• Western Riverside Council of Governments, California: Diagrams for how LSVs integrated into the road system
    • Linton, Indiana: "helped the city build upon themes established in its recently adopted comprehensive plan: 'a good place to grow up and a good place to grow old.' It also complemented other age-friendly community work."
  • Recommendations

Some quotes from the article:

"Operating costs for LSVs range from one to three cents per mile, depending on the rate charged by the electrical company and the time of day the vehicle is recharged. By comparison, the fuel costs associated with operating a gas-powered personal automobile (as of 2010) range from nine to thirteen cents per mile, depending on factors such as vehicle size and fuel efficiency."

"The National Household Travel Survey reported nearly 70,000 light electric vehicles and golf carts in operation on the nationís roadways in 2009, the first year the Federal Highway Administration began tracking this vehicle type. Americans took more than 180 million trips and drove nearly 65 million miles on these vehicles that year. Forty-five percent of these trips were taken by persons age 65 and older, a surprisingly high number given that older adults comprise just 13 percent of the U.S. population and account for 12 percent of all trips in the United States."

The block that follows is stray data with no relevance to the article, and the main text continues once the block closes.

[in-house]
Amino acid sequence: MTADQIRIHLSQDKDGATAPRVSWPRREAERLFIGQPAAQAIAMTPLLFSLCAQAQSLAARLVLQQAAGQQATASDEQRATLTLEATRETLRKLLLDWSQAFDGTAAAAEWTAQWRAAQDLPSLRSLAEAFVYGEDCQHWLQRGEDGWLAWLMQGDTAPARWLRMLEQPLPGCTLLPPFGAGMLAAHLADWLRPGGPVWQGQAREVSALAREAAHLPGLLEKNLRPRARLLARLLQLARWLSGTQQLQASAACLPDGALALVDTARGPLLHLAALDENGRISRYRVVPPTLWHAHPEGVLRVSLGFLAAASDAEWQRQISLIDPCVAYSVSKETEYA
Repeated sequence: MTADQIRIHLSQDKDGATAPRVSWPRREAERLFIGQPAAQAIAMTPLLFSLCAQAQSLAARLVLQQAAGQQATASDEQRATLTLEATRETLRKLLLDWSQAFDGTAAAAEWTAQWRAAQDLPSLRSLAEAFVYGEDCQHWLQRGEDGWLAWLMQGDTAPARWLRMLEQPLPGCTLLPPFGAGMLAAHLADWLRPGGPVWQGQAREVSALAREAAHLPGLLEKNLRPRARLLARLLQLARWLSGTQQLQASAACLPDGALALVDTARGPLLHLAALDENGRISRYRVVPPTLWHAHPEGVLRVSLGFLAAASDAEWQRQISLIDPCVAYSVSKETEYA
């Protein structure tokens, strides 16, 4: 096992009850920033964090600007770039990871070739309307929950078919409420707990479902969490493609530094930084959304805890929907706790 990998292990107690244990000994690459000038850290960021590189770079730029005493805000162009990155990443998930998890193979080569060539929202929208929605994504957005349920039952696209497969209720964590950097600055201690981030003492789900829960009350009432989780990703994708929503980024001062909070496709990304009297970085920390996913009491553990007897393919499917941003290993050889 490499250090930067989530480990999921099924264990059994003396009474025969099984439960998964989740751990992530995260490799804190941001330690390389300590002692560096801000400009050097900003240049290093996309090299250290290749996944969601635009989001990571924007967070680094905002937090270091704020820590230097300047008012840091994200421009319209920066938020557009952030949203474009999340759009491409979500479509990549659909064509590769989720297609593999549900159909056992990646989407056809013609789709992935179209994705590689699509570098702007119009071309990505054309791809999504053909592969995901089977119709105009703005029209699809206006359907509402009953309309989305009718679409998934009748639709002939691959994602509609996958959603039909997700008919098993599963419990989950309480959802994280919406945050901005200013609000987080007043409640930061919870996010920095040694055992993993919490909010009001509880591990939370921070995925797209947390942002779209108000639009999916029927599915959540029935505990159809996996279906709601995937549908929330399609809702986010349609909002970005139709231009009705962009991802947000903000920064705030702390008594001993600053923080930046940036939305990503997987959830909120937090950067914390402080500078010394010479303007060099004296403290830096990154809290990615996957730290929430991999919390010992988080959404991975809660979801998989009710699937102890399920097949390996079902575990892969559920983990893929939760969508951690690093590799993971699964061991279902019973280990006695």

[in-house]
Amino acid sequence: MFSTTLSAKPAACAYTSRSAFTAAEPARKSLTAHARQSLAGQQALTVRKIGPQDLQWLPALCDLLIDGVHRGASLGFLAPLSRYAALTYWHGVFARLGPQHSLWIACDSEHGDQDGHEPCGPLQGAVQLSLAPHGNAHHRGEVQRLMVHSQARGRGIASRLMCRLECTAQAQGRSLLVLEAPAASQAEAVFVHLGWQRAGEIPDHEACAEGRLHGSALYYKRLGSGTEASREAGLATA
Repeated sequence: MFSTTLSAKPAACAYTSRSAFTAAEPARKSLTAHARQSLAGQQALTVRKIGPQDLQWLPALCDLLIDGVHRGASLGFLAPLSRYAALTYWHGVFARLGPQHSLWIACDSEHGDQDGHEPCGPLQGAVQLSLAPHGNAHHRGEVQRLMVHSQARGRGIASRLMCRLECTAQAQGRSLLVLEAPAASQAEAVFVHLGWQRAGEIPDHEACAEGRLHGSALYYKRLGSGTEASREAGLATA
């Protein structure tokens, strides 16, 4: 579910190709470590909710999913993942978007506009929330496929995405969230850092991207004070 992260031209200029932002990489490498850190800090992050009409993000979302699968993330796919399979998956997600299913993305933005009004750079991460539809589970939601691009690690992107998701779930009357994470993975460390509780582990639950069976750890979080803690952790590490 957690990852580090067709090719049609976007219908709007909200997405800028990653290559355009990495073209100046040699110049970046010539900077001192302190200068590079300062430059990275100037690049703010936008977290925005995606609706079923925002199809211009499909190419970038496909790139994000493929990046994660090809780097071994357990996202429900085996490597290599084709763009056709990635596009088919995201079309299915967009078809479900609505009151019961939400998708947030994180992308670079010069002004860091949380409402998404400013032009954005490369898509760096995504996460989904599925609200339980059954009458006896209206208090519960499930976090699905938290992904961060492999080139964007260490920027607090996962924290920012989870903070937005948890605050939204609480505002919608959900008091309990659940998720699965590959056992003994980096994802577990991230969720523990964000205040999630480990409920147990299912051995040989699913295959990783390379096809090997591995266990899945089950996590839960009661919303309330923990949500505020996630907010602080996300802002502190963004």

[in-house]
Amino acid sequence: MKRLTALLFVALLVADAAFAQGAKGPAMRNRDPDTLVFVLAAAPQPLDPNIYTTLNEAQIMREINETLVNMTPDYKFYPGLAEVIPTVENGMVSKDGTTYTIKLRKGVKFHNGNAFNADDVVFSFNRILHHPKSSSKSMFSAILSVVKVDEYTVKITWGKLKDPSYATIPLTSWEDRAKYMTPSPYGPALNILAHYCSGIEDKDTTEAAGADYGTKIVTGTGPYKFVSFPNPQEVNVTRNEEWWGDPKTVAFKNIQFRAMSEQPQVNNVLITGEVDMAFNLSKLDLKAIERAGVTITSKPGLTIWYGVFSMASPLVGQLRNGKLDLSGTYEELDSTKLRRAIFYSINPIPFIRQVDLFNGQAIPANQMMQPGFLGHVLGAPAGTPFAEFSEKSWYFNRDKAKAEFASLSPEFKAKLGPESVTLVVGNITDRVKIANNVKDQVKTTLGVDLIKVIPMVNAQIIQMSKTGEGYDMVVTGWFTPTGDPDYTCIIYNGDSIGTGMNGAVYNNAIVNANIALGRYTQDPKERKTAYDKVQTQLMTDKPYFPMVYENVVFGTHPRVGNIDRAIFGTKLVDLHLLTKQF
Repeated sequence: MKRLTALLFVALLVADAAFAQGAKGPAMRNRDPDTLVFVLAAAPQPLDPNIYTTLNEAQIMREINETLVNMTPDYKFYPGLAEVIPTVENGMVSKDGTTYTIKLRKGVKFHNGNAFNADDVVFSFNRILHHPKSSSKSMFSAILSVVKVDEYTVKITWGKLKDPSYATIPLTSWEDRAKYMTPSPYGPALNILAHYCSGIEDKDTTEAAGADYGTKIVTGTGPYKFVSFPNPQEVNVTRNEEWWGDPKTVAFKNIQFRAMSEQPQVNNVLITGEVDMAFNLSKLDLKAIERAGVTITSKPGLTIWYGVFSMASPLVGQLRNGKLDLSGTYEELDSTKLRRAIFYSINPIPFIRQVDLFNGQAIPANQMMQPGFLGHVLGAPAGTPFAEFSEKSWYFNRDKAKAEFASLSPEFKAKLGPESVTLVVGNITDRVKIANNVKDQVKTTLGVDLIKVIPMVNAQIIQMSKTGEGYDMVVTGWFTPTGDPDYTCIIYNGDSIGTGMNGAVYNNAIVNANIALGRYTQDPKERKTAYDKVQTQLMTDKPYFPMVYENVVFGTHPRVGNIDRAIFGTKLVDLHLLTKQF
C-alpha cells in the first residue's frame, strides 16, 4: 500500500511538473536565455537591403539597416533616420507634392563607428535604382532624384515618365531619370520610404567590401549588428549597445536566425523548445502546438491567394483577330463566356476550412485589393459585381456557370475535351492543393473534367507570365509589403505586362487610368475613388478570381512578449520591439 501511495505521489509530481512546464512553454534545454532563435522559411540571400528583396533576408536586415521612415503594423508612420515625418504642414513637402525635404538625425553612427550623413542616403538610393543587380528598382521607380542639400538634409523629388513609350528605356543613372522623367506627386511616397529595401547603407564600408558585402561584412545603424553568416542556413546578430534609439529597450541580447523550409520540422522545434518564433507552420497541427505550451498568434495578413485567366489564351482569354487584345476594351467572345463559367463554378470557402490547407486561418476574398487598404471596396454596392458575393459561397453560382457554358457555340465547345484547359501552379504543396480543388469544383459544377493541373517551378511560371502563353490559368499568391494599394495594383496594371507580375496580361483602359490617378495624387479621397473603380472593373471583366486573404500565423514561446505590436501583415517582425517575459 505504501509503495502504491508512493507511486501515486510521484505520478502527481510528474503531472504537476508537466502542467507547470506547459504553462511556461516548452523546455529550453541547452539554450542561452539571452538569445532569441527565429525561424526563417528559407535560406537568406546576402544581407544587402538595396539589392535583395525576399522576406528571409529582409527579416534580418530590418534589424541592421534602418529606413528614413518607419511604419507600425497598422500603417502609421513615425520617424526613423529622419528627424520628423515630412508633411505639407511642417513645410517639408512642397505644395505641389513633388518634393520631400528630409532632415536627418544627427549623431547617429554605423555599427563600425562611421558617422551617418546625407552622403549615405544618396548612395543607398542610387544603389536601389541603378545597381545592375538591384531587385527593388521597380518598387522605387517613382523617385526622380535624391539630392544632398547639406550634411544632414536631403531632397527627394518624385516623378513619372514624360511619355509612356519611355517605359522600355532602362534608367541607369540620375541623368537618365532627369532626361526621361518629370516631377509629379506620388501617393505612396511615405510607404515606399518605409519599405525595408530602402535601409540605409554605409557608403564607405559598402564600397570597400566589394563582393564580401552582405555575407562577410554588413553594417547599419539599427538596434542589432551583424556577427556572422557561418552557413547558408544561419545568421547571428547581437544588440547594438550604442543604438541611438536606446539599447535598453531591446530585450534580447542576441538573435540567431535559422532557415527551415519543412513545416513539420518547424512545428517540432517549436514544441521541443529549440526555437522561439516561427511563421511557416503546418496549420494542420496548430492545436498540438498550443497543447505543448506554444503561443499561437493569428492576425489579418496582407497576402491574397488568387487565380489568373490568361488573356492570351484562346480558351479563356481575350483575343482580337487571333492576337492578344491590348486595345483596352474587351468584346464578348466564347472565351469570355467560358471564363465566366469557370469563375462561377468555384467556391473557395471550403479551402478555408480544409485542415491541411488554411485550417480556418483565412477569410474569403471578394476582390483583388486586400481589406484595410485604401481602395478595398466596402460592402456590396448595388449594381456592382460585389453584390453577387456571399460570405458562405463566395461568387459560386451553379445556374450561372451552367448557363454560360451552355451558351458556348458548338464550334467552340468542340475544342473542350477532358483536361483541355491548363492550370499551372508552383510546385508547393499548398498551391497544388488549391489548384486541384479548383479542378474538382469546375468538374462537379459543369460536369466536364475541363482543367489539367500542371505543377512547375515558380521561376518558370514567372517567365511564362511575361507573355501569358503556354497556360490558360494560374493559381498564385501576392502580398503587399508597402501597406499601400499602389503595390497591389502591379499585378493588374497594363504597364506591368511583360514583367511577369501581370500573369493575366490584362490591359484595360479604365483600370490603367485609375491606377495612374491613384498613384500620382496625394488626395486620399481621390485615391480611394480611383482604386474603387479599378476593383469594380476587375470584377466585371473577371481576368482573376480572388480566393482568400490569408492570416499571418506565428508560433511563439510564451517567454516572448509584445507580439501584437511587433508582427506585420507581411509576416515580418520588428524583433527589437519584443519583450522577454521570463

"More than three-quarters (76%) of all American vehicle trips are 10 miles or less. The use of LSVs for a larger share of these short trips could play an important part in reducing Americaís greenhouse gas emissions."

Full Report:

Littleton, Colorado:
Littleton is a example of city that is a good candidate for adding an LSV network.


Littleton has 3 shopping and restaurant areas (star icons) that are connected by a popular bike and pedestrian trail. Each shopping area also has residential close by. In the middle of the trail is an event center (musical note icon) that hosts concerts in the summer and other events throughout the year. At the southern edge of the trail is a large undeveloped property that is for sale (smiley face icon). This property has enormous potential for some combination of residential and retail use and could easily be tied into the proposed LSV network.

Because the trail is in a greenbelt, there is extra open space. This space should be enough room to add LSV lanes. The trail does cross a river in a couple of places, so some widening of the bridges will be needed.

The area along the river is under developed. Adding an LSV network in conjunction with development along the river has potential to dramatically transform the city and be a large economic generator.

Additional Information

Summary of LSV Rules for Each State:

Federal Rules and Definition for LSVs:

Quotes from:

"Nearly half of all trips in the United States are three miles or less; more than a quarter are less than a mile."

"A bicyclist can cover a mile in 4 minutes, while a pedestrian requires 20."

A LSV traveling at the maximum speed of 25 MPH could can cover a mile in 2.5 min.

Mobility Diagram

Note: The above 4 min. for 1 mile is 15 MPH. This seems like an advance bicyclist. The Mobility Diagram assumes a less advance bike rider.